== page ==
Gabrielle Union's 'America's Got Talent' Exit Prompts Outcry and Culture Concerns

Gabrielle Union arrives at the America's Got Talent Season 14 Live Show - Getty-H 2019
Steve Granitz/WireImage

Gabrielle Union’s one-and-done tenure at America’s Got Talent is not ending quietly.

After NBC confirmed that the actress would not be back to judge the reality competition, joining fellow newcomer Julianne Hough in getting benched, a report of “toxic culture” and public outcry from Union’s husband Dwyane Wade over her dismissal have prompted renewed speculation over the show’s treatment of people of color and some calls for a boycott on Twitter.

The bulk of the accusations, laid out in a Nov. 26 Variety piece, focus on an egregious joke made by show guest Jay Leno — one in which he commented that a painting of dogs with creator Simon Cowell looked like it belonged “on the menu at a Korean restaurant” — that was cut from the show and, far worse, claims that Union was told on several occasions that her rotating hairstyles were “too black.”

A source close to the show confirmed to The Hollywood Reporter that the Leno joke happened, and was never considered fit to air, but could not corroborate the claims involving Union’s hair.

No parties involved with the show have addressed either issue directly, though NBC and series producers Fremantle issued the following statement: "America’s Got Talent has a long history of inclusivity and diversity in both our talent and the acts championed by the show. The judging and host lineup has been regularly refreshed over the years and that is one of the reasons for AGT’s enduring popularity. NBC and the producers take any issues on set seriously."

Producers Fremantle and Syco also confirmed that they would be working with Union's representatives on the matter in a statement sent Sunday to THR: "We remain committed to ensuring a respectful workplace for all employees and take very seriously any questions about workplace culture. We are working with Ms. Union through her representatives to hear more about her concerns, following which we will take whatever next steps may be appropriate."

After days of backlash, including Time's Up and other Hollywood actresses throwing their support behind Union, SAG-AFTRA confirmed on Sunday that the union has launched an investigation into the star's departure from the series.

"We take issues of workplace health and safety very seriously," a spokesperson said in a statement to THR. "We immediately reached out to Ms. Union's representatives when these reports came to light. It is our practice to work closely with members who reach out to us and their representatives in instances like this, as that usually affords the best protection and best resolution for the affected member."

The statement continues, "For certain matters, our investigation and enforcement needs to happen independently and we are prepared to handle this issue accordingly, as warranted. Our enforcement action is usually handled confidentially to protect the member involved, and we typically do not publicize these matters unless the member requests that we do so. While we have taken steps to investigate this matter, we have nothing to report now."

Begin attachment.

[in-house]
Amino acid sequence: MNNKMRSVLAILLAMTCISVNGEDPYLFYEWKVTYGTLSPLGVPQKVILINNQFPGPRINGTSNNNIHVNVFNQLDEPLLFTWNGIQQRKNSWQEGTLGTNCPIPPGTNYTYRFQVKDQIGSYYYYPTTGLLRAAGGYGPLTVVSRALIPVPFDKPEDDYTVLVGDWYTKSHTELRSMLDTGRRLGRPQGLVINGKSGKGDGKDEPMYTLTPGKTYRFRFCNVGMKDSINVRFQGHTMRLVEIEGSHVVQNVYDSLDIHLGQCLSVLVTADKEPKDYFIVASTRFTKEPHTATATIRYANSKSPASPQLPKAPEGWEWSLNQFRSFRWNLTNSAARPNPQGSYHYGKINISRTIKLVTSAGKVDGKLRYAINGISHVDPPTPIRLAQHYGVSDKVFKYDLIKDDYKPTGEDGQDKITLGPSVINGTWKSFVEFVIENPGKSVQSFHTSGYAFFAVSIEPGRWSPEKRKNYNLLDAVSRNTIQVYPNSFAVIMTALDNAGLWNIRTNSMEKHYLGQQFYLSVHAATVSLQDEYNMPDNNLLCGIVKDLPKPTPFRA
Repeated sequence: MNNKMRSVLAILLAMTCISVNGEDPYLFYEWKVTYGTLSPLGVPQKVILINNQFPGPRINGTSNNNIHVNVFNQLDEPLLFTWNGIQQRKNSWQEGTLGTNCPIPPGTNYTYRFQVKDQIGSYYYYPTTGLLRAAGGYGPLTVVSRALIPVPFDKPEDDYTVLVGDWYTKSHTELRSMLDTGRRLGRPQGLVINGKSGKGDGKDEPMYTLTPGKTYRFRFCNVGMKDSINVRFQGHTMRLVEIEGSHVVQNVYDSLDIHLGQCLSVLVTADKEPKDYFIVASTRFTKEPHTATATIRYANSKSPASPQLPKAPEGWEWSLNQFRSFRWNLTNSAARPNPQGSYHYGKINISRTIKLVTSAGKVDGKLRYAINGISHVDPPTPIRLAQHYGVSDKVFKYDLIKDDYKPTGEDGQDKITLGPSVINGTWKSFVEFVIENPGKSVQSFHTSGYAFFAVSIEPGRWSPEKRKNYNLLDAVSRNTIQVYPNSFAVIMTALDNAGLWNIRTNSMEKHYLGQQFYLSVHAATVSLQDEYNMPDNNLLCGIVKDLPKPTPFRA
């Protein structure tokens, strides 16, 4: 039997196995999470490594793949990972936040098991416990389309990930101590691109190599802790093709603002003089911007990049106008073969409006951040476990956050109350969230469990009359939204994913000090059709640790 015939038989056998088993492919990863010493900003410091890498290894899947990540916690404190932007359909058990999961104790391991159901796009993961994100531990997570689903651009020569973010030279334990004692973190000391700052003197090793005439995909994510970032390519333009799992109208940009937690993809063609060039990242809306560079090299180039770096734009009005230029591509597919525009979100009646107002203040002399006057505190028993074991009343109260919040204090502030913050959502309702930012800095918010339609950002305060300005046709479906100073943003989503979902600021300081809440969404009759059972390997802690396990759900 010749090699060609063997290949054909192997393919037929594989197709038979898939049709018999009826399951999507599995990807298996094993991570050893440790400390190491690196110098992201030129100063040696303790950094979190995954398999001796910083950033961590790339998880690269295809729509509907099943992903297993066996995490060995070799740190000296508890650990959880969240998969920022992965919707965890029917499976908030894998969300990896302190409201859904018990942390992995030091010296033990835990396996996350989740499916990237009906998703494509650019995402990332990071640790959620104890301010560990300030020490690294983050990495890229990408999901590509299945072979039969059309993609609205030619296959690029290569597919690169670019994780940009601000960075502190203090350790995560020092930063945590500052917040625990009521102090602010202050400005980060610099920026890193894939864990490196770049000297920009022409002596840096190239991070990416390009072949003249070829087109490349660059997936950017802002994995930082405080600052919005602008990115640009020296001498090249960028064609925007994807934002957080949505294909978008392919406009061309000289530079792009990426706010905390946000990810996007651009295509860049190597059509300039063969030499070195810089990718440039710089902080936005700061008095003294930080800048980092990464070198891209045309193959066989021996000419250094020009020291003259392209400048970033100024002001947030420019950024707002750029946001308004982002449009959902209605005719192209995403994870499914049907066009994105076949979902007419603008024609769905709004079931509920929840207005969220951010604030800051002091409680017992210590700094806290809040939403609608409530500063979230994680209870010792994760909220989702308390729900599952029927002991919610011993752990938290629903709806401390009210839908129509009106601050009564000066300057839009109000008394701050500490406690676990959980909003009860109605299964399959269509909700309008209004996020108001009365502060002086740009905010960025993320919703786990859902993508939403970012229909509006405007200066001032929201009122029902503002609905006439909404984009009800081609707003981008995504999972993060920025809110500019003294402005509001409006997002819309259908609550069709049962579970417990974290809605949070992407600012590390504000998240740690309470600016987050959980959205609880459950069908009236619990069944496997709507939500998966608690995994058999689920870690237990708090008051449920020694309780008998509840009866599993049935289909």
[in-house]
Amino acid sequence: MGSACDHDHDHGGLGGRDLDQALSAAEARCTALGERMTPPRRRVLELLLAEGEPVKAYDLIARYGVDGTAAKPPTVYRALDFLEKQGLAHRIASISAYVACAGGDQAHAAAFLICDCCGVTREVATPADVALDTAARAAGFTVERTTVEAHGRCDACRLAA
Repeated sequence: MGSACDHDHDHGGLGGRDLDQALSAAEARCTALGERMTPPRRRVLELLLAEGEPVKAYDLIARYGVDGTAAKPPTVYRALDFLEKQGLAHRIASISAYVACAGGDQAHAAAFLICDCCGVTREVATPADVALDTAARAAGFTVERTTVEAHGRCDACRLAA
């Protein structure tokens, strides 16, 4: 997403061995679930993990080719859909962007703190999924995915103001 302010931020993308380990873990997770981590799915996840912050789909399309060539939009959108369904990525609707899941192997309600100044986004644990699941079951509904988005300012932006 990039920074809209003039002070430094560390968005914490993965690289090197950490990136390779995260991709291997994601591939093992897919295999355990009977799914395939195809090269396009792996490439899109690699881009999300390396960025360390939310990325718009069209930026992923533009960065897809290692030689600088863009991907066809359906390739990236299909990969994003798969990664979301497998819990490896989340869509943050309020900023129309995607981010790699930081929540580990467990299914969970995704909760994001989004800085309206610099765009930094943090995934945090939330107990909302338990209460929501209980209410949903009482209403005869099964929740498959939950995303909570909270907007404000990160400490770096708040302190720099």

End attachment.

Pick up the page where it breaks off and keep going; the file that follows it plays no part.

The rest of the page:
Union has not issued any statement on the matter, but did give a subtle response Sunday in a retweet of journalist Joelle Monique's outlining of what is needed for a "solid apology," including to "sincerely admit wrong doing directly to the offended party; "be twice as loud correcting your mistake as you were making the mistake;" and to "lay out steps to correct your behavior in the future." "This! This! AND THIIISSSSSSS!!!!!!," the actress tweeted.

Union's husband and retired NBA shooting guard Wade made it clear that her parting was not amicable in a series of Wednesday tweets about his wife. “When i got the news that my wife was being fired — my first question was obviously why!? I am still waiting on a good answer to that question,” he wrote in one post, before continuing: “As proud as I [was] of her being selected as a judge on #AGT — I am even more proud of her [for] standing up for what she stands for and that’s US.”

Wade’s comments prompted a surge in dialogue about Union’s exit on Twitter and the hashtag #BoycottAGT.

Making matters worse, this is not the first time America’s Got Talent has seen talent depart amid accusations of racial insensitivity. Former host Nick Cannon, who was on the show during seven of its most successful years, quit in a long Facebook post saying that he had been “punished for a joke” by NBC — referencing a Showtime stand-up special in which he said his role on America's Got Talent kept him from using the N-word in his material. Cannon was replaced by Tyra Banks — who was in turn succeeded by Terry Crews.

The fact that both Union and Hough only lasted a season on America’s Got Talent is atypical. The show, which has a 15th season on deck and the recent spinoff Champions, has historically seen talent stick around for long tenures. Past judges include Melanie Brown, Howard Stern and Sharon Osbourne, while the remaining current lineup consists of Cowell and Howie Mandel. Sources close to the series say America’s Got Talent, now essentially airing two seasons a year, is targeting a judging format more akin to The Voice — one where talent cycles in and out. But on The Voice, it has been rare for any talent to just come in for one season. And, for that matter, no departed panelist has ever publicly described an exit as being “fired.”

America’s Got Talent’s next season, the winter cycle of Champions, features Cowell, Mandell, Heidi Klum and singer Alesha Dixon. Crews will also return as host.

Reps for Union did not immediately respond to comment.

Dec. 1, 11:09 a.m. Updated with statement from Fremantle and Syco. 
Dec. 1, 12:48 p.m. Updated with Union's retweet.
Dec. 2, 6:40 a.m. Updated with SAG-AFTRA's statement.